The knowledge they have on how to manage a meadow, leaving it till the last seed head has dropped at the end of the summer before chopping, is superb. Their experiments really are carried out so they can get the best out of what they’re doing and then they pass it on. If you visit in summer you will see the meadows under the topiary, a very unique planting combination and mixing the two styles has roused some controversy but in my opinion is pure genius.


Fergus on the right, busy at work in the long border. Just look at all the textures in this photo. 

A few weeks back I reviewed a book by a fellow blogger and mentioned that I feel gardeners are people who ‘share’ and this was very evident here. Fergus shared his passion and experience with real honest enthusiasm as did everyone else that we met.


Great Dixter really feels like it’s all about gardening rather than a show, even though this place was an absolute show of colour, skill and uniqueness. No bed was left bare and this was something that Christopher Lloyd started and is being carried on. The stunning views, the oast house, the colours of the wood. Fergus said they could turn the medieval barn into a café to make more money but they don’t want to because they “prefer having a man with a beard in there making things out of wood.” I prefer the man with the beard (Simon) too, he was an absolute crack up and his traditional craft work with green wood and traditional tools was fantastic.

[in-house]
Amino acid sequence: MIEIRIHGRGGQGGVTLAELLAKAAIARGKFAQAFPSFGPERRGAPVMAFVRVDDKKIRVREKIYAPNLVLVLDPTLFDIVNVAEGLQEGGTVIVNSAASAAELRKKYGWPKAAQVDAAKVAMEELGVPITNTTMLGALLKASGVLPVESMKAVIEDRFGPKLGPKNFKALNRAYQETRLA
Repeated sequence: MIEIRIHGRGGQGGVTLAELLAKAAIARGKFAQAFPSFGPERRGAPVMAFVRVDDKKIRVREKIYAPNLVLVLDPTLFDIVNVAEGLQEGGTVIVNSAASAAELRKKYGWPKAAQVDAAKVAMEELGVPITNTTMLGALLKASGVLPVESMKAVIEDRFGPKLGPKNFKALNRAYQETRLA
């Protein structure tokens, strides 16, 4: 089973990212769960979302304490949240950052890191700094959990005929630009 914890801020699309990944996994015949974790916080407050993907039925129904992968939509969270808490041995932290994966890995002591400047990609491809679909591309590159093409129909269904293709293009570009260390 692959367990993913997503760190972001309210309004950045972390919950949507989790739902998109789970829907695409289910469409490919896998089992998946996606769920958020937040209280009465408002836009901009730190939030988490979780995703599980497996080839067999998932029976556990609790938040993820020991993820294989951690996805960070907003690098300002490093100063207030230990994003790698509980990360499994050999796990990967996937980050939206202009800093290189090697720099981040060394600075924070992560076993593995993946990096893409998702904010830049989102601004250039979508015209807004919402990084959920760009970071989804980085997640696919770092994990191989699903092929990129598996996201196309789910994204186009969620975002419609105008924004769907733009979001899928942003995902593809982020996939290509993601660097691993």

Great_dixter_19 Great_dixter_29Great_dixter_20Above is the exotic garden with its bananas wrapped for the winter. This used to be a rose garden but could easily be a conifer garden depending on what Fergus and his team decide to do.

This is an evolving garden that can change, allowing the learning process of gardening to be at the forefront of what the Great Dixter experience is.


Great Dixter is like a little haven of unspoilt paradise. You feel like you’re a million miles away from everything here, there’s a magical feeling of being in the presence of a house and a garden that was and still is, so well loved.


Even the house appears textured…

The day we returned home we had guests coming to stay. I popped down after only 5 minutes of them arriving and greeted them, the first thing Amy said was “Adam’s just been telling us all about your brilliant day out at Great Dixter!” Wow! They must have had a Great Dixter onslaught as soon as they walked through the door!

I’m not surprised though because I just don’t think Adam or I have been quite so inspired by a place as this one. I don’t think this will be the last time I blog about it either as it really will influence my gardening from now on.

 Great_dixter_13Naturalistic by nature.